New Game Weekend: Legendary

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I’ve been a Marvel Comics collector and fan since the 1970s, but my gaming experience with my favorite super heroes has always been a less than satisfying experience. TSR’s Marvel Super Heroes Role-Playing Game never really played like the feel of a comic book back in the 1980s, and my brief experience with the Heroclix system in the past few years has also left me flat even with some great looking toys. And so, I was thrilled when I recently got into Legendary, a game that finally placed me directly in the midst of the wide Marvel Universe of heroes and villains.

Legendary Expansions

Fantastic Four, Paint The Town Red and Guardians of The Galaxy expansions

Released by collectibles giant Upper Deck in 2012, Legendary is a deck-building card game in which players take on the roles of super heroes doing battle with super villains in a near endless combination of scenarios and team-ups. Legendary is gloriously illustrated with all-original artwork with a hefty base game box containing heroes and foes primarily drawn from the Avengers, X-Men and Spider Man storylines. Additional expansion sets pull players into the cosmic worlds of the Fantastic Four and Guardians of the Galaxy, as well as the streets of New York populated by Daredevil, Elektra, Black Cat and Spider Woman.

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Sample X-Men and Spider Man cards

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Sample Fantastic Four and Guardians of the Galaxy cards

Each hero is presented in a series of 14 cards of progressively higher value and ability. Team affiliations are depicted with small icons and values for recruiting other heroes and attacks are found at the bottom of the card. Special abilities and bonuses through interaction with other cards are listed along with colorful flavor text under the hero’s illustration. And so, each hero’s range of abilities is represented over the set of cards, allowing each character to grow in strength and use different powers or abilities throughout the game.

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Sample Mastermind, Henchmen and Villain cards

Evil doers in Legendary are divided into three categories. Mastermind cards depict the powerful, lead villian like Doctor Doom, Magneto or Galactus within a given game and are represented with a stack of five cards. Henchmen are a group of identical cards of lower level bad guys such as Doombots and Hand Ninjas with limited abilities. Villain cards feature characters from teams of arch enemies from groups like the Sinister Six, Brotherhood of Evil Mutants, Hydra or Skrulls, each with varying abilities, effects and strength. Like the super hero cards, Villains, Masterminds

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The Legendary game board

A game of Legendary is played on two levels. The players work collaboratively as a group of heroes to beat the game itself represented by the villains. If the players collectively win the game, points are tallied with each player based on the number of villains each player has defeated. The player with the most points wins. The mix of individual competition and teamwork is just one of the ways Legendary really feels like a comic book story as super heroes team up to achieve a unified goal while also performing heroic feats as individuals.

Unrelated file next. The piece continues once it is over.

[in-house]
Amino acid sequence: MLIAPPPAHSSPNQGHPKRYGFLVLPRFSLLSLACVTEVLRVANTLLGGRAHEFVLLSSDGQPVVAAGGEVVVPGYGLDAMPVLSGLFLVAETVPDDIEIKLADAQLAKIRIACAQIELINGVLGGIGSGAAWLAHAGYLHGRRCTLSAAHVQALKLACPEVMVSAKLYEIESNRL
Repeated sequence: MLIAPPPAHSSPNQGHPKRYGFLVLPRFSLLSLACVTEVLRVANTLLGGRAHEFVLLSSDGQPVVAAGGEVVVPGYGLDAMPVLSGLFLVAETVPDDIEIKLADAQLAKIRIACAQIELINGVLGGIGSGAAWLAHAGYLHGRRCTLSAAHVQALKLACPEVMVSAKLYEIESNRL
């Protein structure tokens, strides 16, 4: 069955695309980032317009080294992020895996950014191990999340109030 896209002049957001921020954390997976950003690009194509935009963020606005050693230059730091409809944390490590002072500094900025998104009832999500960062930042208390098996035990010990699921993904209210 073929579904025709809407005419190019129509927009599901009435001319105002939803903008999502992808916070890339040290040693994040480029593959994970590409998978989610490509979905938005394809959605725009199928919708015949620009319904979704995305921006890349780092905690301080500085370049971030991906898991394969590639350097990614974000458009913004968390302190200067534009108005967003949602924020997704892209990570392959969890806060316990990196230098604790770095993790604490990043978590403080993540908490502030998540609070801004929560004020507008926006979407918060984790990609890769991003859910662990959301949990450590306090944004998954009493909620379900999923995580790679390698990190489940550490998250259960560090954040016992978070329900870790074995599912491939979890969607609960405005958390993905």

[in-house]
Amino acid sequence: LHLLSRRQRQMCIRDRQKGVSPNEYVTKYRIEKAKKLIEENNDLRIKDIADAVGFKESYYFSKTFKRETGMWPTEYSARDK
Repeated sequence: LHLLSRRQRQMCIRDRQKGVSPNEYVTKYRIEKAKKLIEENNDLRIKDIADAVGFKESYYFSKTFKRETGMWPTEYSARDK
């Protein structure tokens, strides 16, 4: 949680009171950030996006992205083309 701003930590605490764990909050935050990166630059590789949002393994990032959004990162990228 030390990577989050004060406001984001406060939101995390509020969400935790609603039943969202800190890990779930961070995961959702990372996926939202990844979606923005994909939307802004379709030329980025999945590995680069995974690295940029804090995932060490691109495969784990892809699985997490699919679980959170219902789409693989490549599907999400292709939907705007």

Legendary begins with the selection of a Scheme (ie scenario) which gives the conditions of victory for the heroes and villains. A Mastermind is chosen to represent the lead baddie in the game, and then Henchmen and Villain cards are selected. A Villain deck is created by shuffling in all Villains and Henchmen along with Scheme cards and Masterstrike cards which allow for attacks by the Mastermind. Depending on the number of players, a set of Hero cards are also shuffled together into a Hero deck. Choosing the mix of Heroes and Villains are sometimes dictated by the Scheme, can be done randomly or may be done by making specific selections. Part of the fun of Legendary is in the combinations of cards used to create the numerous combinations of Hero and Villain decks

Each player is given a starter deck of identical twelve S.H.I.E.L.D. Hero cards and all other decks are placed on the Legendary game board. Six cards are drawn by each player from their shuffled starter decks. Five Hero cards are drawn from the top and laid out face up in the S.H.I.E.L.D “HQ” area and made available in turn to each player to “recruit” into their deck each turn based on recruitment points on their six cards in hand. Players may also play cards from their hand to fight Villains drawn each turn from the Villain deck and placed face up in the “City” area on the board. As each new Villain is turned up, other Villains shift down the City row and may be fought be players playing attack points on their available hand of cards. Played Hero cards also contain a variety of abilities, often used in combination with other cards to greater effect. Hero abilities can allow for extra cards to be drawn or discarded, stronger attacks, automatic defeat of Villains, extra recruitment value and numerous other special effects. Defeated Villains provide positive and negative effects on players and are then scored in a victory point pile for each player. Villains who move down the City track escape, causing negative impacts to the players. Scheme cards drawn from the Villain deck likewise cause bad things to happen. At the end of a player’s turn, a new hand is drawn back to six cards and play passes to the next player.

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One of my many recent games of Legendary

Legendary thus plays over a variety of turns as more Heroes are recruited into a player’s available deck, Masterminds and Villains are defeated, Bystanders are rescued and progress is made in defeating the Scheme before the bad guys win. Hero cards from the same or aligned teams combine to powerful effect, and certain Villain and Hero cards also interact in different ways. Getting the right number and combination of hero cards moving through a deck is key as the game progresses.